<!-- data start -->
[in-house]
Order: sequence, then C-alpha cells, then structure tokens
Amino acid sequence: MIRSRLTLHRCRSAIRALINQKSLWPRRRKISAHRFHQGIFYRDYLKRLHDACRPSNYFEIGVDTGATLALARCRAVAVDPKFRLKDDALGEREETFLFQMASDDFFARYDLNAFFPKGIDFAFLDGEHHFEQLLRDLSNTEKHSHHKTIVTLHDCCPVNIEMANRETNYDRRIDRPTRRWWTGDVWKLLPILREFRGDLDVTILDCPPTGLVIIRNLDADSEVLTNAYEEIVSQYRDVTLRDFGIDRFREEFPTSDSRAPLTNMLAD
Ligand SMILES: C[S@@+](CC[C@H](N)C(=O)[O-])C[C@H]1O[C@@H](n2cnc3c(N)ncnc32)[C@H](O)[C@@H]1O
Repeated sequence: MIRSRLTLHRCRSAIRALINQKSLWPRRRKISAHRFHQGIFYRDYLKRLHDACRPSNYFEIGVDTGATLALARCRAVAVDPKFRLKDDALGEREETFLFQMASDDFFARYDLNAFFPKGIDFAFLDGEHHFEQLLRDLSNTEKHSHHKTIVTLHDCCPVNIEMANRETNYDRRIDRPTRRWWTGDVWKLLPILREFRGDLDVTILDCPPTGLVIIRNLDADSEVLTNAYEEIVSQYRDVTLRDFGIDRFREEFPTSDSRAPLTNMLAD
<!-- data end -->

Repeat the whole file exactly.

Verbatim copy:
[in-house]
Order: sequence, then C-alpha cells, then structure tokens
Amino acid sequence: MIRSRLTLHRCRSAIRALINQKSLWPRRRKISAHRFHQGIFYRDYLKRLHDACRPSNYFEIGVDTGATLALARCRAVAVDPKFRLKDDALGEREETFLFQMASDDFFARYDLNAFFPKGIDFAFLDGEHHFEQLLRDLSNTEKHSHHKTIVTLHDCCPVNIEMANRETNYDRRIDRPTRRWWTGDVWKLLPILREFRGDLDVTILDCPPTGLVIIRNLDADSEVLTNAYEEIVSQYRDVTLRDFGIDRFREEFPTSDSRAPLTNMLAD
Ligand SMILES: C[S@@+](CC[C@H](N)C(=O)[O-])C[C@H]1O[C@@H](n2cnc3c(N)ncnc32)[C@H](O)[C@@H]1O
Repeated sequence: MIRSRLTLHRCRSAIRALINQKSLWPRRRKISAHRFHQGIFYRDYLKRLHDACRPSNYFEIGVDTGATLALARCRAVAVDPKFRLKDDALGEREETFLFQMASDDFFARYDLNAFFPKGIDFAFLDGEHHFEQLLRDLSNTEKHSHHKTIVTLHDCCPVNIEMANRETNYDRRIDRPTRRWWTGDVWKLLPILREFRGDLDVTILDCPPTGLVIIRNLDADSEVLTNAYEEIVSQYRDVTLRDFGIDRFREEFPTSDSRAPLTNMLAD